Francesco Marciuliano Sally Forth

Ted’s Dad Dies

A little behind the scenes on today’s Sally Forth strip.

First, Francesco Marciuliano’s script for this strip.

Pagadian Monday Scene: ONE PANEL. Interior, Hospital Hallway. Same Day. Long shot down the Palliative Wing Hallway. In the distance we see Ted and his mom hugging. They are crying but we don’t see really see their faces or any cartoon tears.

Original art.
Dot screen and lettering done digitally in Photoshop.
Color specification mirror inks.

The decision for the halo of light around Ted and his Mother was decided on as I had already done a hallway scene on October 22 where I tried to convey how you can feel all alone in a crowded hallway.

For the November 6th strip with Ted and his Mom I didn’t want to show the hallway completely empty (hospitals never are), but at the same time how the rest of the world goes away at that moment.

Hopefully it read that way for the readers as well.

Francesco has given me a lot of leeway on how to portray these scenes throughout.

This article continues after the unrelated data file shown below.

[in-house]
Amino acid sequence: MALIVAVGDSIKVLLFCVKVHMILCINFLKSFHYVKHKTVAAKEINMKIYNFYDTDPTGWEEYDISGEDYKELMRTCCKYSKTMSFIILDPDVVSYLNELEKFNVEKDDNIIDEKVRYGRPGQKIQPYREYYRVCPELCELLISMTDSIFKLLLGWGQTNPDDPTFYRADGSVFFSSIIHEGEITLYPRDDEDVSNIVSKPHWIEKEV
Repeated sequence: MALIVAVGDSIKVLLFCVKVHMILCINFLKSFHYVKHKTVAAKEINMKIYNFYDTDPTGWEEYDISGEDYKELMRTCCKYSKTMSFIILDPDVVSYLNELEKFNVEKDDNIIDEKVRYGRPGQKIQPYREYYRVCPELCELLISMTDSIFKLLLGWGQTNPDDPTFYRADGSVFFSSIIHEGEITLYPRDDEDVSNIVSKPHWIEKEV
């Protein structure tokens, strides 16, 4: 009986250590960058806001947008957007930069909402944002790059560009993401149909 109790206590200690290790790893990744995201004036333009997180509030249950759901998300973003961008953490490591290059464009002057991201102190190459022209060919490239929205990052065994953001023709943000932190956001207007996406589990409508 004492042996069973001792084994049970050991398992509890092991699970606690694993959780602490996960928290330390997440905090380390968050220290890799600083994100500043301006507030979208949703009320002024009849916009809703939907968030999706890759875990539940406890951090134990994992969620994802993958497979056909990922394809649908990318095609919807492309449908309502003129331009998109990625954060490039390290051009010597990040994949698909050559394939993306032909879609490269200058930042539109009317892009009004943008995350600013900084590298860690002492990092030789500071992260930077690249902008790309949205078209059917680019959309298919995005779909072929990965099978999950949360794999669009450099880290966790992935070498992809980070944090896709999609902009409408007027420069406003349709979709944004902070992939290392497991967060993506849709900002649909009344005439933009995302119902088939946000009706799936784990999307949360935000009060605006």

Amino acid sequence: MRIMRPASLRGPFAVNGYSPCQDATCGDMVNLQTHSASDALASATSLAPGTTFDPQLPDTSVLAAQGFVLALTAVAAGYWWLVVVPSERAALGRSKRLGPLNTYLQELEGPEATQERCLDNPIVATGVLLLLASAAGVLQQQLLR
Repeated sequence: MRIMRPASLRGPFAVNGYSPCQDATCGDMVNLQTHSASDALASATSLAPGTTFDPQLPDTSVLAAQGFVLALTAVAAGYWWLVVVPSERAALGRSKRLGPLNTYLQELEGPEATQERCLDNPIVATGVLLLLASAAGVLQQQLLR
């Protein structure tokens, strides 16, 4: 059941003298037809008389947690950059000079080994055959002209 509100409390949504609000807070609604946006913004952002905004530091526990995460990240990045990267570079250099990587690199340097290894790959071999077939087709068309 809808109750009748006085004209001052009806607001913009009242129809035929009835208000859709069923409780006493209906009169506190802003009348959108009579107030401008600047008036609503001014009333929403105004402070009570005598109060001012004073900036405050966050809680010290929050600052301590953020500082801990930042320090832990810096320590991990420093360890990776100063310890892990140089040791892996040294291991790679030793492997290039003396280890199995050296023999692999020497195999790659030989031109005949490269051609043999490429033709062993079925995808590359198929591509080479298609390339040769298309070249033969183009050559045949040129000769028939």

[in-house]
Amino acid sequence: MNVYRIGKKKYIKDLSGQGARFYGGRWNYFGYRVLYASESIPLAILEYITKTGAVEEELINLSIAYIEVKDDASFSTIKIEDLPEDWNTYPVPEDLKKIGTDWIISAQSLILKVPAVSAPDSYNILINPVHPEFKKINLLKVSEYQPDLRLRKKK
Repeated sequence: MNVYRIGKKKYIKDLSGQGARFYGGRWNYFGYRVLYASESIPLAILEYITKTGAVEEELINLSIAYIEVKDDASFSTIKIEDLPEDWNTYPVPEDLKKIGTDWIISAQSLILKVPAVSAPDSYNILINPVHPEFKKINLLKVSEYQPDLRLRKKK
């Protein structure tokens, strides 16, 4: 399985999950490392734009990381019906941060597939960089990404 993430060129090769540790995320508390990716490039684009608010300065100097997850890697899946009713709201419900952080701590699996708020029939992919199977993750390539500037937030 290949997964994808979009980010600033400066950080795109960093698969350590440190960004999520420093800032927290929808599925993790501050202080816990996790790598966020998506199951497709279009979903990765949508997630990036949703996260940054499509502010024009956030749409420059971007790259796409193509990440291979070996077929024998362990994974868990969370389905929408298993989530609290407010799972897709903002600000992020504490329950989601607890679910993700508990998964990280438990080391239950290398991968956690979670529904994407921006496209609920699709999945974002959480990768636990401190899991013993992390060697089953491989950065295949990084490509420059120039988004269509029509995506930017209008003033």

I appreciate the trust he has in me in doing so, and hope the decisions I made in the illustrations did the story he beautifully crafted justice.

-Jim Keefe

By Jim Keefe

Jim Keefe is the current artist of the Sally Forth comic strip. From 1996-2003 he was the writer and artist of the Flash Gordon comic strip. A graduate of the Joe Kubert School, Keefe likewise teaches Comic Art. Teaching and speaking engagements include SVA in Manhattan, Hofstra’s UCCE Youth Programs, and most recently the Minneapolis College of Art and Design.

One reply on “Ted’s Dad Dies”

Diane Schwabesays:

Hope this reaches both Francesco and Jim, cuz it’s now Dec. 17th, 2018. I just read the 12-15 strip – Ted at the cemetery wishing his Dad a Happy New Year and telling him how much he misses and loves him. My husband died on December 23, 2016, so it’s coming up to two years. Last year, when Ted’s dad died, I wrote to tell you how tender and beautiful the strip portrayed this event in the lives of Ted and Sally and their daughter. I was so touched – you two work beautifully together. Again, today, the expressions on Ted’s face in every scene could not match the beautifully descriptive writing any better. And I love Sally’s empathy and patience. Thank you both for bringing this sometimes crazy, but often real family to life for this lady. Congratulations, Happy New Year, and best wishes for continued success.

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